Tool use and animals: How birds are chipping away at its definition

 

Tool use among animals is nothing new; the definition has been ever evolving as new examples are brought forth for examination. Eleven variations now exist of the original definition, with the most current stated,

…(as the) external employment of an unattached or manipulatable attached environmental object to alter more efficiently the form position, or condition of another object, another organism, or the user itself, when the user holds and directly manipulates the tool during or prior to use and is responsible for the proper and effective orientation of the tool.

by Dr. Robert Shumaker, in his book, Animal Tool Behavior: The Use and Manufacture of Tools by Animals. Using these terms, a segue is offered for animals classified as “borderline” tool users, to be re-considered for categorization as tool users. Such would be the case of the Great Spotted Woodpecker.

Continue reading “Tool use and animals: How birds are chipping away at its definition”

Why does my cat do that?

My cat is just, weird.

Have you ever come home and felt a furry tickle against your calf or ankle, only to look down and see your cat brush his or her face along your skin? My cat favors my shoes and makes sure she gets her entire body dragged along one edge before repeating with the other side of herself.

Why does my cat rub his/her chin on me the moment I get home?

Cats have facial glands which secrete a pheromone which acts like a mark of territory. By brushing their chins and mouths along us, the chair, the table, another animal, they are affectively saying, “That’s mine, back off.”

How does my cat arch his/her back when I pet them?

What about the response you get when you stroke your cat’s back? Does a bow and raised hindquarters sound familiar? This is a common mating response, which innately reacts the moment pressure is applied to the rear end or base of a cat’s tail. Continue reading “Why does my cat do that?”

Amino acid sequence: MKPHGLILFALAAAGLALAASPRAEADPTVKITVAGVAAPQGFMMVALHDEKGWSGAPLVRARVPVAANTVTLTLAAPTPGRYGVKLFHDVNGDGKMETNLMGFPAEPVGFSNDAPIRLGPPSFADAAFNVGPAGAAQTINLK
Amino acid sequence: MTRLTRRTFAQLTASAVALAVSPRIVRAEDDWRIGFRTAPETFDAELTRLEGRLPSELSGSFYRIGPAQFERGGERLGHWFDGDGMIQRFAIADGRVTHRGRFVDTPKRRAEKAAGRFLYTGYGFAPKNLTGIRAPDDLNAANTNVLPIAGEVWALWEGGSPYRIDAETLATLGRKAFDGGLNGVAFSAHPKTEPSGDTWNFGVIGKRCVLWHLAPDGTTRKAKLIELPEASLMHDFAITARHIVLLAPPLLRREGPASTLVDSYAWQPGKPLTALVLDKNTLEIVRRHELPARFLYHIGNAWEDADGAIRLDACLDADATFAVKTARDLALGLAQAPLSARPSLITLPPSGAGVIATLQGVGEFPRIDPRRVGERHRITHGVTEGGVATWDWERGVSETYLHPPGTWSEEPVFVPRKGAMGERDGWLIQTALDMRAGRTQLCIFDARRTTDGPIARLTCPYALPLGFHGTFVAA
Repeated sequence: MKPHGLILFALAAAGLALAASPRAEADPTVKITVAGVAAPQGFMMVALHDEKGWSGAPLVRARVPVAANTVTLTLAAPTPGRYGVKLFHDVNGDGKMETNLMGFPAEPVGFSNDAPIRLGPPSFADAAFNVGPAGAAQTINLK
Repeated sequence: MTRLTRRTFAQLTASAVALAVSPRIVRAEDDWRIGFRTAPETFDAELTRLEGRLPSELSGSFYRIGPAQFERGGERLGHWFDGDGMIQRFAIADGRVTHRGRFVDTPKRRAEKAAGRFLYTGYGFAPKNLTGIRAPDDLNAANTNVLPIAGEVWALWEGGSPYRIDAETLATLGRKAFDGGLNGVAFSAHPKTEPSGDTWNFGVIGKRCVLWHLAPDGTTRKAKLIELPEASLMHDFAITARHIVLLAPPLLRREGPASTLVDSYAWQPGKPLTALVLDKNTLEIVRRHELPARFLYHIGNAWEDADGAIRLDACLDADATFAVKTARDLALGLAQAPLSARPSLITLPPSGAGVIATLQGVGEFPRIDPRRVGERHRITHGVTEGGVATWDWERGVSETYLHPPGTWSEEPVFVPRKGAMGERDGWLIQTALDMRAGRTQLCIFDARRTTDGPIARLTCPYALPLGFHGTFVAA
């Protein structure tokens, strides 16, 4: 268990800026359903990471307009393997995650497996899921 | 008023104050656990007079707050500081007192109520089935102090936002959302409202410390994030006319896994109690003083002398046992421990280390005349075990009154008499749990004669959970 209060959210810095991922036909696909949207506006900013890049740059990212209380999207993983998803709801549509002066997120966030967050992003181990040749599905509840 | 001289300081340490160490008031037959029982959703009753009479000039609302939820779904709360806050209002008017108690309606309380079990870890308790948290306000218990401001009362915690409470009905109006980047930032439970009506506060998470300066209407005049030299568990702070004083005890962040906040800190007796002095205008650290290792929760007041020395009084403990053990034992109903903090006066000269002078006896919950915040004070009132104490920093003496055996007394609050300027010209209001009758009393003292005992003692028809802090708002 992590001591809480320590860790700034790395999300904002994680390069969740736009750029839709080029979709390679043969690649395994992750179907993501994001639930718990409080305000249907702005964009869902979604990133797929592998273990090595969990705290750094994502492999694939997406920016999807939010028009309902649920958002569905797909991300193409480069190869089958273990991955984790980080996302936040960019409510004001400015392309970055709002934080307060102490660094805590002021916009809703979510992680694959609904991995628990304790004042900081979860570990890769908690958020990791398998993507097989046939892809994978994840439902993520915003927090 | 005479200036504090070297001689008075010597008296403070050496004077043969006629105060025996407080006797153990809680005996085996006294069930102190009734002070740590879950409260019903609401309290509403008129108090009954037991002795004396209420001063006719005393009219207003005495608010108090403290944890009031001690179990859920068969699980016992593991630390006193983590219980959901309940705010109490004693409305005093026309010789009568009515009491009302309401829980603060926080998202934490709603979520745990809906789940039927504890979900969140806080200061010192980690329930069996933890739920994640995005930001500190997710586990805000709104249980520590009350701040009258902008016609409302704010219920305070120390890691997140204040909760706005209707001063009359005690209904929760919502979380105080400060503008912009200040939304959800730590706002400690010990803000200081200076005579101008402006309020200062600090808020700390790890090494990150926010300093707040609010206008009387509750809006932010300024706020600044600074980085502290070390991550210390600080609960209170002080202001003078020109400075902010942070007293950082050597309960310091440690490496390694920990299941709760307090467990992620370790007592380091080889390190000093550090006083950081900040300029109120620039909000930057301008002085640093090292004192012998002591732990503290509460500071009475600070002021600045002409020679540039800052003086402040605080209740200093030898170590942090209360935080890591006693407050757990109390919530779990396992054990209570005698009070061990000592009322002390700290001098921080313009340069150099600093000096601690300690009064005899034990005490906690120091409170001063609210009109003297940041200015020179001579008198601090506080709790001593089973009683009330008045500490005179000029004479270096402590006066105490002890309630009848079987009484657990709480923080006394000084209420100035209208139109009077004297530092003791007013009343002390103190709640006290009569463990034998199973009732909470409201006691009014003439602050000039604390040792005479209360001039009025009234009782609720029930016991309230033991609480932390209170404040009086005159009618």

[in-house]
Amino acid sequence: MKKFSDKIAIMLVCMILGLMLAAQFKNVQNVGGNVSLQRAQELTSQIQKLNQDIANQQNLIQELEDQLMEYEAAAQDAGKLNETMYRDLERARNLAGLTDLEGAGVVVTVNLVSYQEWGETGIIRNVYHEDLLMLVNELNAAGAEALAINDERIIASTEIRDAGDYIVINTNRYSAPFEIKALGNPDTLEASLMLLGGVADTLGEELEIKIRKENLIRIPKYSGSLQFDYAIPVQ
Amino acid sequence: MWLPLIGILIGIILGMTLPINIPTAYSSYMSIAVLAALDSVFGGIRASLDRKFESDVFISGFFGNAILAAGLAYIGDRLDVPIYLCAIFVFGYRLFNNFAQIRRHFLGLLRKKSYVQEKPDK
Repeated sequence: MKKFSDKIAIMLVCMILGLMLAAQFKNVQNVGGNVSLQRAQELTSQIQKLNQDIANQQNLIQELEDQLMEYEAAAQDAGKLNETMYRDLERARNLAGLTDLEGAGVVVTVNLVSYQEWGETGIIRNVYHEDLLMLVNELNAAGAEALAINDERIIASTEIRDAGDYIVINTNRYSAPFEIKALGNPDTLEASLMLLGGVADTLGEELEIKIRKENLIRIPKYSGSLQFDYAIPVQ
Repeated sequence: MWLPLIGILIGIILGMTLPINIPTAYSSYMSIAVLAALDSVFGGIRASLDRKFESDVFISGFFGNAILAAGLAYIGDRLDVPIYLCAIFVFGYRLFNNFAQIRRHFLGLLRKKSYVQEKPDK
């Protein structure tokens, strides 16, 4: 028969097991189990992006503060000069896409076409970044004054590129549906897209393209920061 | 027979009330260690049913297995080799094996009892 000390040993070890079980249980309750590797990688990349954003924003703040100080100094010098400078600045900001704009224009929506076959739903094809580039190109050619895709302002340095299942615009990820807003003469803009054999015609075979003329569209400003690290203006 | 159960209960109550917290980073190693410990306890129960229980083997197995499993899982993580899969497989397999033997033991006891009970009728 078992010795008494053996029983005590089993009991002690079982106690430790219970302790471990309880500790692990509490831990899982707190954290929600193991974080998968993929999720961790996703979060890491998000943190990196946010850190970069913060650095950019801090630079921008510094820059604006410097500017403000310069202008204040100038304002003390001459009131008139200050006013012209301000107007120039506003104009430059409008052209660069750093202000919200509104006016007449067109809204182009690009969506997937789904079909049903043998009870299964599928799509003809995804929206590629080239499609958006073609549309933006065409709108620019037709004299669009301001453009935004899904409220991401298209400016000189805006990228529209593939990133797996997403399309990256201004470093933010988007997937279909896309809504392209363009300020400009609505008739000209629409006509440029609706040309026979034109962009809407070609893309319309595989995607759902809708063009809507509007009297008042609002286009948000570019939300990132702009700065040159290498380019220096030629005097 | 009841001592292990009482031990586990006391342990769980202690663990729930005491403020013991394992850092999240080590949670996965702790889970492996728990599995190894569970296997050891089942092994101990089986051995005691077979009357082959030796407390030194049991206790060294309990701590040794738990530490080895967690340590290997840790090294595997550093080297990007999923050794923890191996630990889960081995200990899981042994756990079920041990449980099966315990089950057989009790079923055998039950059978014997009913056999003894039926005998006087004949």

Fun facts about 7 animals from around the globe

Facts about animals: Animal trivia from around the globe!

  • Blue-eyed shag
    Blue-eyed shag
  • Brazilian insects
    Brazilian insects
  • Black and White rhinoceros
    Black and White rhinoceros
  • Asian lion
    Asian lion
  • Barbary macaque
    Barbary macaque
  • Koala bear
    Koala bear
  • Holstein cow
    Holstein cow
  1. The Blue Eyed Shag, indigenous to Antarctica, feeds in groups of hundreds, referred to as a “raft.”
  2. Brazil has the largest number of the one million species of insects in the world, accounting for 9% of the world’s total population.
  3. Black and White Rhinoceroses indigenous to central and southern parts of Africa, differ not in color, but in lip shape. Black Rhinos have a pointed upper lip, White Rhinos have a square upper lip.
  4. Only 200 Asian lions exist. Listed as endangered on the world conservationist list, India’s Gir Forest reserve is the only home left to the remaining individuals.
  5. Barbary Macaques are the only wild primates, aside from humans, found in Europe. These little guys are tailless and live on the top of Gibraltar. (If interested in a day’s hike up the rock, here’s a link with TripAdvisor’s conversation on how to do just that.)
  6. The name Koala comes from a Dharuk, aboriginal tribe of Australia, word which translates to, “no drink.” While it is true that Koala’s rarely drink water because they take in enough from dewy leaves of eucalyptus plants, these guys have been known to consume small quantities of water.
  7. The world record for highest milk yield from a single cow comes from Wisconsin. A Holstein by the name of “Ever Green View My 1326-ET” produced 72,170 pounds of milk in one year.